Grace v Lordship: Proper v Follower viz Poetry, Spirit, and Kingship

Note: This is in prep for upcoming changes to my longer Doctrinal Statement and may be revised.

– I had a professor in one of my two Hermeneutics classes and the Gospel of John who was in the Grace Theological Society, Dr. John Hart.
– I grew up under a Lordship Theology -trained pastor. Dr. Gerhard T. deBock, but experienced a nice contrast with the Church of God with my grandmother during my younger childhood years, which my childhood church didn’t really know much about.
– I also visited many other Christian fellowships across the North and Midwest, which I wrote about in my Crossroads series.
– My primary understanding of both comes from studying under their avid evangelists and in life and conversation, not merely through literature nor as a third-hand follower.
– Tenants of “Grace” Proper (not extra teachings spread by fans & followers of Grace Theology who tend to use it as a license to sin) is mainly theoretical: In theory, sin does not remove salvation, which is by faith, not by perfect obedience to works. They define “repentance” as “changing one’s mind at a core, worldview level”. Their main point is essentially that we can’t lose our salvation.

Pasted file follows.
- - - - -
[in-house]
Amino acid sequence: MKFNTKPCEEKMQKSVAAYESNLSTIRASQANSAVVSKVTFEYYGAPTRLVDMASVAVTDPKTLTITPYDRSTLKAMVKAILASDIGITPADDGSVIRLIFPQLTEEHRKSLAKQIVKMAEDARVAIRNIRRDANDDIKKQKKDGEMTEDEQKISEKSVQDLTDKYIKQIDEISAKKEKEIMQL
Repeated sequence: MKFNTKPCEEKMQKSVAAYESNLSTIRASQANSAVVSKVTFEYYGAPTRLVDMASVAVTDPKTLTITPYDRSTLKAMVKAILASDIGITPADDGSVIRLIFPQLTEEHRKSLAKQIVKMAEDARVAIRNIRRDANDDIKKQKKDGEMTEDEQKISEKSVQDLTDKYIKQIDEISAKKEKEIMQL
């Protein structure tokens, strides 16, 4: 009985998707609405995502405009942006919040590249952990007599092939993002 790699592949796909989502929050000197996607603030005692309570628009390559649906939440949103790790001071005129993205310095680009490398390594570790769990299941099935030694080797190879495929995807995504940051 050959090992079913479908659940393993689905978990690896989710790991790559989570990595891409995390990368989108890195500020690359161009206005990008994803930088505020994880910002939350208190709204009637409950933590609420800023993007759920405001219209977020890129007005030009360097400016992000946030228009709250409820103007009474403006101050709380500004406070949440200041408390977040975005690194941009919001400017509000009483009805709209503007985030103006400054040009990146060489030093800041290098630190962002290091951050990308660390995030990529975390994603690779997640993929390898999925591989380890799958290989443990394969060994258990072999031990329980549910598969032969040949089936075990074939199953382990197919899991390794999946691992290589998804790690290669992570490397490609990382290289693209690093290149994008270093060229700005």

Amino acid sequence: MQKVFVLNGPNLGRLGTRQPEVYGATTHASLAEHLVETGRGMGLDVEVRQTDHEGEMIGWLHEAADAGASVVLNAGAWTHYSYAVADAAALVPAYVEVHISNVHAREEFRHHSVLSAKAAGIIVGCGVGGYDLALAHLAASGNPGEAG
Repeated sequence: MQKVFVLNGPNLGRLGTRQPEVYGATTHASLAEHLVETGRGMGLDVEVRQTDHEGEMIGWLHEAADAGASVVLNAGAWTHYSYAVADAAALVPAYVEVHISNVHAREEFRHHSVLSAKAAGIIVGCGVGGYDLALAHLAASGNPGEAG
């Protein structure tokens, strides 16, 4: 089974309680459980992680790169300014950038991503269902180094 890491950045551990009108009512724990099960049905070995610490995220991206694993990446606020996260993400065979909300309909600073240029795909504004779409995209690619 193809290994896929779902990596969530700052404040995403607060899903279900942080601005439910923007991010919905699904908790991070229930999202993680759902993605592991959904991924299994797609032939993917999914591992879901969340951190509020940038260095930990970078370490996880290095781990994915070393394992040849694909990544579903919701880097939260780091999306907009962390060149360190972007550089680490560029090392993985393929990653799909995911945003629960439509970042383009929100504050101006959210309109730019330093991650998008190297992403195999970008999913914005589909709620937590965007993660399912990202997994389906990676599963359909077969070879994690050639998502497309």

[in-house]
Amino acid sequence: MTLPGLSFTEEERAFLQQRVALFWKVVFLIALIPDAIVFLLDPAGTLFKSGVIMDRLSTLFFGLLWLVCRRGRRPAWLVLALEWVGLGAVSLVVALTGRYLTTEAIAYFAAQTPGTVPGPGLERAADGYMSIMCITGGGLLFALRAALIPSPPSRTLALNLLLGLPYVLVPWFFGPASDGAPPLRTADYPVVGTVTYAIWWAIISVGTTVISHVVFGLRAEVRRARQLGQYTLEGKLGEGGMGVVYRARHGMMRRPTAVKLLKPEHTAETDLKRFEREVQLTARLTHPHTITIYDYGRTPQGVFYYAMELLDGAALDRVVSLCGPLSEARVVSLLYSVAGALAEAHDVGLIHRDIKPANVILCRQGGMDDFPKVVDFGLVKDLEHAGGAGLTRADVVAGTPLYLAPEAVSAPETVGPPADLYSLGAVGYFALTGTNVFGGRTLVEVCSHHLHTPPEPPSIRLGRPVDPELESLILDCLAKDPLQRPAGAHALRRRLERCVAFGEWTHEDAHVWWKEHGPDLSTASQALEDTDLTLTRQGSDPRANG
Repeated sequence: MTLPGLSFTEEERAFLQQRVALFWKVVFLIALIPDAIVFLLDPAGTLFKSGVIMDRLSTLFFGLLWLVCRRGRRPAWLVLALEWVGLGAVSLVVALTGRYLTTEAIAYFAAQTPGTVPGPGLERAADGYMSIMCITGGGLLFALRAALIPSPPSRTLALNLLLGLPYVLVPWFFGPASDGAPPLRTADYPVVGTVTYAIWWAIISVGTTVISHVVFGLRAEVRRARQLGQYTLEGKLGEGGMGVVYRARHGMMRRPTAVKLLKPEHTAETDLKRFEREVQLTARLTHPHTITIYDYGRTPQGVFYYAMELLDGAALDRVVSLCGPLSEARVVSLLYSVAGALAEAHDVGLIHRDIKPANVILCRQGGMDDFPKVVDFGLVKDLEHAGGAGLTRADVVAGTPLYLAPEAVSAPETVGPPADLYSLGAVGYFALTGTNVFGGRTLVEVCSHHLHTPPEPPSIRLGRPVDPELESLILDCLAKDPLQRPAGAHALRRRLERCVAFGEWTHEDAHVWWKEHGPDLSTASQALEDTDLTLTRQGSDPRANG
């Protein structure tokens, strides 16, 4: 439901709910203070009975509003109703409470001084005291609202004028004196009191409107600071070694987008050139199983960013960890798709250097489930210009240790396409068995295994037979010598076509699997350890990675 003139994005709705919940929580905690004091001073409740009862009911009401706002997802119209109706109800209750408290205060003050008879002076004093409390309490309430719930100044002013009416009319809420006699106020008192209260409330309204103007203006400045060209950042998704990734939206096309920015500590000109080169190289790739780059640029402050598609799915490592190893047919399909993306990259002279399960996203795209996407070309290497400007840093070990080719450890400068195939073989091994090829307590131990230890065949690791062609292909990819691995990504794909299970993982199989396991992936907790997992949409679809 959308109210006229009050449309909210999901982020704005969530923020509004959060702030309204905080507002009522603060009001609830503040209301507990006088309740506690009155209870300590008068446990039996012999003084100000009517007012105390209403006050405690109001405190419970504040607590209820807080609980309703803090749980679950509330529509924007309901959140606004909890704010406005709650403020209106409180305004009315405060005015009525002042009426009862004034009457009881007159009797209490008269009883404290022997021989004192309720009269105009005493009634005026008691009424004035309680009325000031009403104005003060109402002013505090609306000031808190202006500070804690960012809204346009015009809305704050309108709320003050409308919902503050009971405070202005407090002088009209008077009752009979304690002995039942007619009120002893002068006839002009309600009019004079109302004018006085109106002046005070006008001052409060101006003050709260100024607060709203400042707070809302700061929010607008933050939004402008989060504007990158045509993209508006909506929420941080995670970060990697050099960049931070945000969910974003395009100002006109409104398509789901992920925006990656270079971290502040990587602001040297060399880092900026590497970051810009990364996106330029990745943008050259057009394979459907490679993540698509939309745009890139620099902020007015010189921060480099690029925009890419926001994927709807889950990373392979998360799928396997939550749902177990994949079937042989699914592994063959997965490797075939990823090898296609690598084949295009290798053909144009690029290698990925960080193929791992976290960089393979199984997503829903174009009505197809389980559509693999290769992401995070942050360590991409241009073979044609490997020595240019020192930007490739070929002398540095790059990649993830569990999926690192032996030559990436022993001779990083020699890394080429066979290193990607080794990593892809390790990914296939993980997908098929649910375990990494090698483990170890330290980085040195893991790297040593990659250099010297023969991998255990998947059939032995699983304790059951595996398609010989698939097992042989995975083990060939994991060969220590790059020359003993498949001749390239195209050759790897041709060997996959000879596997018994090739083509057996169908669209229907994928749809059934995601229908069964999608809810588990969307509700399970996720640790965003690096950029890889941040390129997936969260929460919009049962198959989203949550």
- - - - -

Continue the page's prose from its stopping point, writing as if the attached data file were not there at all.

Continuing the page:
– Tenants of “Lordship” Proper (not the extra teachings spread by the fans & followers who tend to tone it down when it seems too extreme) is mainly behavioral: In practice, ongoing, conscious sin in a Believer’s life with no concern whatsoever is an indication that that Believer might not have become a Christian, but still can. They define “repentance” as both mental and emotional and teach “radical repentance”, missing the point that over-defining emotions makes a kind of volitional repentance (emotional theatrics) and that the decision to believe Jesus usually catches us by surprise to such a point that we have no control over how “radical” our repentance is. Lordship usually teaches that salvation can be lost, but more as a concession, redirecting conversation to the likelihood that a Christian who appears to “lose salvation” probably was not a real Christian to begin with.
– Both groups feel that they want to agree at some level. Both question whether they are only debating semantics. Both eventually agree that it is about more than semantics, but lifestyle and quality of happiness in Christ.